I was more interested in the talks. We saw the two of them chat about BTTF and their favourite actors. We also saw Alan Tudyk. He’s a favourite of mine from Firefly, Dollhouse, Rogue One and all his voice over work. Incredible talents. They were all so kind as well!

Other stars there on the day included Benedict Cumberbatch, buried under hundreds of fans; Natalie Dormer, looking absolutely stunning; Allison Hannigan, couldn’t get near her! So my inner fan girl was just melting into a puddle on the floor. Peter Mayhew was in the house, I like that Wookiee. 

The costumes were incredible. There was not as much cosplay as I expected, but there were some really brilliant outfits. My favourites were a lego batman in his bathrobe with a lobster on a plate, Kaylee from Firefly in her frilly pink dress and the Stark family complete with Ned’s severed head. 

At the Young Adult Literature Convention, there was V E Schwab, Holly Bourne and Emily Lockhart amongst others. I wandered around adding more and more books to my Goodreads Want To Read list. I feel like I’m spending so much time catching up on reading that I’m a little behind. There are not enough hours in the day.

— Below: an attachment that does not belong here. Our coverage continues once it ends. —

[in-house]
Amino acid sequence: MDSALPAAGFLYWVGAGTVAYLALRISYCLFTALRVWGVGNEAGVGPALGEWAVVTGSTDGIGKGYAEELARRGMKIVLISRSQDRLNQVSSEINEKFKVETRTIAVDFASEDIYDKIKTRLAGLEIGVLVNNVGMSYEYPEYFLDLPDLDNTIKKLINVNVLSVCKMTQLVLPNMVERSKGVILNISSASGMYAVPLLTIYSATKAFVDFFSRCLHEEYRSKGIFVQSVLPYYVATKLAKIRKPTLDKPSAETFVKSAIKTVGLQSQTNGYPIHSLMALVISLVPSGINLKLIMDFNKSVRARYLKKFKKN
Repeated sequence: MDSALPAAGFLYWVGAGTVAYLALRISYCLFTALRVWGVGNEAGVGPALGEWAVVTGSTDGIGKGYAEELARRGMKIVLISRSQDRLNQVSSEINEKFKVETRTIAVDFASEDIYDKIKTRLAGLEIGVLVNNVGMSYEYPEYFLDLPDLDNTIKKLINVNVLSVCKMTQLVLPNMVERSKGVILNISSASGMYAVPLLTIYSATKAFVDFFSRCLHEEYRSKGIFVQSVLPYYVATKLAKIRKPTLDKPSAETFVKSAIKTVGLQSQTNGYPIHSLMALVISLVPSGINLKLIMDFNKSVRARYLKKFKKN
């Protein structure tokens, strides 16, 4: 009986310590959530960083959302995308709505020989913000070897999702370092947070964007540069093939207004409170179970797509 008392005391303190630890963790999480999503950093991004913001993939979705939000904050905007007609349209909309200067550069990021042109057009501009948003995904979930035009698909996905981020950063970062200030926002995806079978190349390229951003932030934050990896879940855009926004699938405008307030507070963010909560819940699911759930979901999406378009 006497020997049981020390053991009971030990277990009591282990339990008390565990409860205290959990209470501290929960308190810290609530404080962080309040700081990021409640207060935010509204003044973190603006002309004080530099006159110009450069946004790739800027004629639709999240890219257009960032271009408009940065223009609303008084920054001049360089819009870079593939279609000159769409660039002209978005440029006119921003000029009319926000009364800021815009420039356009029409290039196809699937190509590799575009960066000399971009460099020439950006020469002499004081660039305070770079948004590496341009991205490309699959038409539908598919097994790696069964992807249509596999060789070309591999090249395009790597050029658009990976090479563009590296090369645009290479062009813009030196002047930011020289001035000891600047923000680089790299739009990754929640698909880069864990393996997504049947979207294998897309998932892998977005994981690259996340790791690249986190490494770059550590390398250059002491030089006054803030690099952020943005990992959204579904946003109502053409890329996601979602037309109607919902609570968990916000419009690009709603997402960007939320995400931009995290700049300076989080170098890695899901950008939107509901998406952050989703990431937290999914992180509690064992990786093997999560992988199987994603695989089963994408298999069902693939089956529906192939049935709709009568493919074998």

Interesting to see how social media is changing the industry. There were a number of stalls for book boxes. I’ve seen a lot of these on Instagram. They are so creative, often filled with knick knacks as well as new reads. I plan to subscribe to a one when I get back to Sydney. Suggestions?  Most likely a YA one …

Have you ever been to a comic con or a literature convention? What was your favourite experience?

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Where I Write

Where I Write

The Australian Writers’ Centre Newsletter is one of the few I receive that I regularly read. They don’t send it too often. The format is predictable and the quality is high. I almost always get a giggle out of it. It has fun quizzes. It tells me stuff I want to know.